His black duffle bag is full to the brim. He drags it along the floor and straps the drawstring on his shoulder with two consecutive moves. Today’s journey has begun.
Tarek, 12, is leaving his house to embark on a tour around one of the villages in Mount Lebanon. Inside his bag, there are clothes, linen and socks. For the next five hours, he will try to market as much as he can. He is a child on a mission.
"I started working when I was ten," says Tarek, wearing a white shirt and blue jeans. "I have been selling clothes for one-and-a-half years. I work for four or five hours a day, but stay longer on weekends when there is no school. I fill my bag with pyjamas and underwear and wander around the town, repeatedly shouting ‘Commodities! Commodities! Commodities!.’"
Tarek’s childhood has been a tough roller-coaster ride. His family fled Syria’s northwestern city of Idlib after their house came under shelling in 2013. They decided to leave to Lebanon when the war escalated. "Our village came under heavy shelling" Tarek’s mother recalled, her eyes fixed on her two little kids beside her. "So, we all fled to a neighbouring town. We had been at my sister’s for only three days before a shell landed just outside the house. We escaped the mayhem with the clothes we had on." The responsibility on Tarek’s young shoulders is heavier than his bag. Seeing that his father could no more afford the expensive life in the refuge, he decided he wanted to support him.
"My father never asked me to go to work, but I have to, I need to help him in these circumstances." stresses Tarek, his words suggesting he was older than 12 years.
"I bring the money home and give them to my mother. Sometimes I make $20, but on other occasions, I don’t sell anything. We buy food and clothes with the money." Making money isn’t all that Tarek worries about every time he sets off for a new tour. Selling clothes, for him, has more than one good side to it. "I don’t know how heavy my bag is, maybe 15-20 kg. So, the more I sell, the happier I am, because this means the bag is less heavy. Three days ago, I woke up and felt exhausted, I didn’t go to work. My back and legs were hurting because of the walk and the weight." Back pain is a ceaseless struggle that Tarek tries to put up with.
Being out on the street brings with it other risks that a child in his age might not be aware of. "One time, I was sitting down with my cousin," Tarek recalls with furrowed forehead. "We were joking together when a big man approached me. He grabbed me around the throat and asked why I was laughing. He almost suffocated me’’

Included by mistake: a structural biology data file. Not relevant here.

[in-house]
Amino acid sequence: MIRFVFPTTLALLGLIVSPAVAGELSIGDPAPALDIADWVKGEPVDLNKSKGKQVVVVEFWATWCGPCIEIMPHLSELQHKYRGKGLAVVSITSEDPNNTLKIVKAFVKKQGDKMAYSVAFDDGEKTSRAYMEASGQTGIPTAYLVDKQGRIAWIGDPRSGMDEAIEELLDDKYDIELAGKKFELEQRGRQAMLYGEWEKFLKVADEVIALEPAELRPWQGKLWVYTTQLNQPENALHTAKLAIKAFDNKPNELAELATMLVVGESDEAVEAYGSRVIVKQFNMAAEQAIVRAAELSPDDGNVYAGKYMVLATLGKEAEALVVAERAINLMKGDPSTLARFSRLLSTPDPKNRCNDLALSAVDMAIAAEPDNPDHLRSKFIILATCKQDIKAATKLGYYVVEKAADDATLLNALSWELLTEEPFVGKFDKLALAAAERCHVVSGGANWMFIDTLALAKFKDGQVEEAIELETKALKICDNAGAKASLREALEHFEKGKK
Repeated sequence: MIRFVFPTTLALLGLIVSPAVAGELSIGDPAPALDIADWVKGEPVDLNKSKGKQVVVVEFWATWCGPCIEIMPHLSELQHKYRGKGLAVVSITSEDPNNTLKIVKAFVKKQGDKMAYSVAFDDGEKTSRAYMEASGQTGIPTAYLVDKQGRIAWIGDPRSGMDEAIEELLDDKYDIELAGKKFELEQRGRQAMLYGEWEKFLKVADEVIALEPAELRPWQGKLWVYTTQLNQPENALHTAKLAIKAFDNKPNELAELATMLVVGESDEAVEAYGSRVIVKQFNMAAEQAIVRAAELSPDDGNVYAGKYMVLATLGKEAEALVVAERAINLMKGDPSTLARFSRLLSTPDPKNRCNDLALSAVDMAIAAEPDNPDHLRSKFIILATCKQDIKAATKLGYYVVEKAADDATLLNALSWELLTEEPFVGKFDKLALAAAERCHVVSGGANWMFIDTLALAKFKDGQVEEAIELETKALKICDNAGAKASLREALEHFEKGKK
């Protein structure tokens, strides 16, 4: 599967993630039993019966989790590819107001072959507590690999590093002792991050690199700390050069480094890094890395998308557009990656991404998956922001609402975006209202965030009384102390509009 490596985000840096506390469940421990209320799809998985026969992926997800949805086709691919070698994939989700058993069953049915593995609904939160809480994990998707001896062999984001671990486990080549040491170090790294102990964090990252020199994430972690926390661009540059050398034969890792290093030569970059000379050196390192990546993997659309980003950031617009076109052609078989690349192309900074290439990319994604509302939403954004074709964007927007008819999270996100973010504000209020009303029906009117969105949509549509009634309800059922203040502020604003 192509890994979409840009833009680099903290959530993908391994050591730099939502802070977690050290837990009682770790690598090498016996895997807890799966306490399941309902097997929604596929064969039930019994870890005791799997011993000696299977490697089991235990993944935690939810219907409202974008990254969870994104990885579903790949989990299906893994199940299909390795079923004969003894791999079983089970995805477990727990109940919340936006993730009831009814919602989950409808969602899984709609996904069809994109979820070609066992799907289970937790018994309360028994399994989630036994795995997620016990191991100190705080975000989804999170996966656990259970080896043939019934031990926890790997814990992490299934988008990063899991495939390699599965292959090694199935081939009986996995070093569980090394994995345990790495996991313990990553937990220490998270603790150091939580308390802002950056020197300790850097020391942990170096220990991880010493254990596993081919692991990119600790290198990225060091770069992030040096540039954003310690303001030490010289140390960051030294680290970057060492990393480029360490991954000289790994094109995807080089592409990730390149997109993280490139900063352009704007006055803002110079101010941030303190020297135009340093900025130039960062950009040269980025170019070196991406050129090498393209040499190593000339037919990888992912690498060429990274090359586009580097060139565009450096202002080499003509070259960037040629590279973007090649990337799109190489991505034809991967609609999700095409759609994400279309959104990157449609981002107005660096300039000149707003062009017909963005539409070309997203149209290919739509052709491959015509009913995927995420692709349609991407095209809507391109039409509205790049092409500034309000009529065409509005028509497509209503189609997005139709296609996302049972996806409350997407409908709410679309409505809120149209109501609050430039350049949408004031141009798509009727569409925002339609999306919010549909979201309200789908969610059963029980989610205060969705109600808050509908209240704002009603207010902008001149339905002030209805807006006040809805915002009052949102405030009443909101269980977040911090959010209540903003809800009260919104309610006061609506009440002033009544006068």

Second half of the day
Excitement for the second half of the day carries Tarek through the cold, lonely mornings. It is the time when he finally swaps his gigantic work bag for a schoolbag full of books. Having missed out on learning in a public school- where he was rejected due to lack of space and language reasons - Tarek couldn’t continue his primary education in Lebanon. Save the Children’s education programme, implemented in Beirut and Mount Lebanon, has provided Tarek with a glimmer of hope. He enrolled in one of the afternoon classes along with many of his peers who, like himself, didn’t get the chance to enrol in public schools.
The aim of the programme is to prepare vulnerable school-age children for formal education, through introducing several subjects to help them attain basic literacy and numeracy. "I love to learn maths and play football," says Tarek enthusiastically.
"We also study Arabic and English, but maths is my favourite subject because they teach us how to add up and calculate, and that helps in my work."
Assuming great responsibility at a very young age has left Tarek with no chance to think about his childhood dreams. The future is unpredictable and unclear. "I don’t know what my dream is, I never thought of it. But I miss my friends in Syria, we used to play together. I want Syria to be safe again."
Tarek might be unsure about his future, but he is in no doubt when it comes to which bag he would rather carry. "School is better than work, because preparing a schoolbag is easier than preparing one for work," he concludes.
We're campaigning for every last child and more specifically we're asking that NO child refugee is out of school for more than one month. Join our campaign so children like Tarek get the chance in life to reach their potential.
[Photos by: Nour Wahid, Communications and Media Officer]